And what followed was also very much expected. After the trial demo, the salesgirl started talking about the prices. Pinky started yelling and crying about how she absolutely wanted it. A lot of parents around them, with more money, were buying them. Pinky threw a tantrum. Mansi said no, felt embarrassed. A scene was created. And finally she managed to drag her sobbing and sulking daughter away.
“Stay with me!!” Mansi sternly told Pinky as she took a big cart and walked into Food Mart.
She had heard about this place. Some neighbors had told her that although it was very big and posh and nice, its prices were same as or even lower than their neighborhood kirana store if you bought big quantities. But the problem was, unlike the kirana store, these people did not give credit. With the kirana guy, she could keep buying things, one or two at a time as she needed them, and then pay off the bill when Amar’s salary came. With the Food Mart, even with the competitive prices, payment had to be instant. She had read that most people who shopped there were upper middle class people who came with their cars, bought stuff in bulk for the month, and that was it.
As Mansi walked through the store and filled the cart with the essentials like flour, dal, milk, etc, she realized that the prices were indeed competitive. Maybe it was worth it to always come here and shop. It might take some planning with the finances but why not?
“You never buy me anything nice.” Pinky sulked, still by her side.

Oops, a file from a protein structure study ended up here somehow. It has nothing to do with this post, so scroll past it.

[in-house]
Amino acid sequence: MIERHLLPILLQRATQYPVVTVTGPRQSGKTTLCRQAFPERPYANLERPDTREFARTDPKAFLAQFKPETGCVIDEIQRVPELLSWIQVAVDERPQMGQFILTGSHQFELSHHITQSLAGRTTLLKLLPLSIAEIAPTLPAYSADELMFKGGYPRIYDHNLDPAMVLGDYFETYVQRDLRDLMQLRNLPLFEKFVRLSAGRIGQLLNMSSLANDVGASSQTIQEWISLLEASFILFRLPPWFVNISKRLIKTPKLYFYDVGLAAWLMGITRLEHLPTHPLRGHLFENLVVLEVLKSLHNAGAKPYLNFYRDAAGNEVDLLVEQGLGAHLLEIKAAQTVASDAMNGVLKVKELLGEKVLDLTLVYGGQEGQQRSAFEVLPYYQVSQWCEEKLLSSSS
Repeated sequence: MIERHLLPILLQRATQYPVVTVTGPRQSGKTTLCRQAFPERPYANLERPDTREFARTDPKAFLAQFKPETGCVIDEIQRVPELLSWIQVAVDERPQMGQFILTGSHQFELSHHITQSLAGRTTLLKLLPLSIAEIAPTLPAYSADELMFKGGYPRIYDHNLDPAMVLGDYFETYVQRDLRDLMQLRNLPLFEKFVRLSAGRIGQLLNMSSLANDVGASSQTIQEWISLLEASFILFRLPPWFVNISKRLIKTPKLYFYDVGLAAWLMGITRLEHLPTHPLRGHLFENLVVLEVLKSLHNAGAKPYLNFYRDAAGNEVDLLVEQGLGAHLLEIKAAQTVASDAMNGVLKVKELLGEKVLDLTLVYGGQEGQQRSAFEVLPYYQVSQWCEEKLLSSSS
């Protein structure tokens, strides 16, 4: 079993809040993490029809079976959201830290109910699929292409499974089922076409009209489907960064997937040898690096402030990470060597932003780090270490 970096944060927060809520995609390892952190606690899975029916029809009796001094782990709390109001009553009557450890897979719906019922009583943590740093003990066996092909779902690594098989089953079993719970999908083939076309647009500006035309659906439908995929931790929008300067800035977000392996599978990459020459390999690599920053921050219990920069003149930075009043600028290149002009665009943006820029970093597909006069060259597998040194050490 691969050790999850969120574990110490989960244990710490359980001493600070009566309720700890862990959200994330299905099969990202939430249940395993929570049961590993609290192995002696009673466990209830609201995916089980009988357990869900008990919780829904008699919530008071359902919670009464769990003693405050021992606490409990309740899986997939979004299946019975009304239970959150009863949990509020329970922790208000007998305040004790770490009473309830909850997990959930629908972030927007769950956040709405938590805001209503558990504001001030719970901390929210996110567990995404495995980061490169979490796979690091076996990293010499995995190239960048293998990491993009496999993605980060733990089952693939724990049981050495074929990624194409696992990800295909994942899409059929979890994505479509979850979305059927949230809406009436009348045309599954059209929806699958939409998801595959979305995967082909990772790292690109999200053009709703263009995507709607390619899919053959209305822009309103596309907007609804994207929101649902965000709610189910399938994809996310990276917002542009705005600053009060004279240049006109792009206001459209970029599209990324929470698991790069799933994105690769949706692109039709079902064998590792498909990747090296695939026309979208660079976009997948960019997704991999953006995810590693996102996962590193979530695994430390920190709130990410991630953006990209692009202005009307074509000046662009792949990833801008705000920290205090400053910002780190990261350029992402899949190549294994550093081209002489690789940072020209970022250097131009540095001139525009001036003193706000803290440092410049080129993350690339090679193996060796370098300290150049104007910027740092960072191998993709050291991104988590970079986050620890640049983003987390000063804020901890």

“Don’t be a brat. I bought you those shoes.”
“I don’t like those shoes anymore.”
Big surprise, thought Mansi. Is there a more fickle mind of the earth than her daughter’s, she wondered.
“Papa is nice. You are not nice.” Pinky said.
This made Mansi’s temper flare. Amar barely spent any time with their daughter, and was always the nice guy. She was the one bringing her up, taking care of everything, and she was not nice? She knew that this was just the sulking comment of a 7 year old. But it still pissed her off. She didn’t say anything of course. But anyone watching the mother and daughter would have seen that both were wearing identical surly expressions.
Mansi had initially planned to just buy a few things of immediate need. If she bought too much, it would be too heavy to carry back on foot for two kilometers. But the more she saw the products and their prices, she realized that she could afford to buy enough for a couple of weeks. And the savings compared to the kirana guy would be enough to take a rickshaw home with the heavy bags. So she started buying the bigger packs for better savings, even buying a few things not on her list.
“That’s 1226, ma’am.” the guy at the counter said after scanning the last of her items while another guy put them in bags and in the cart.
As the register machine had kept racking up the prices, Mansi had gotten happier and happier. This was was least 10% cheaper than if she had bought all this at the kirana store.
“Okay. Here.” she reached into her purse. “I have a gift card. Whatever is left, I will pay by cash.”
“Sure, ma’am.” the clerk took the card and swiped it as Mansi took cash out.
He looked at the screen for a few seconds. Then there was a whirring noise and a receipt was printed out.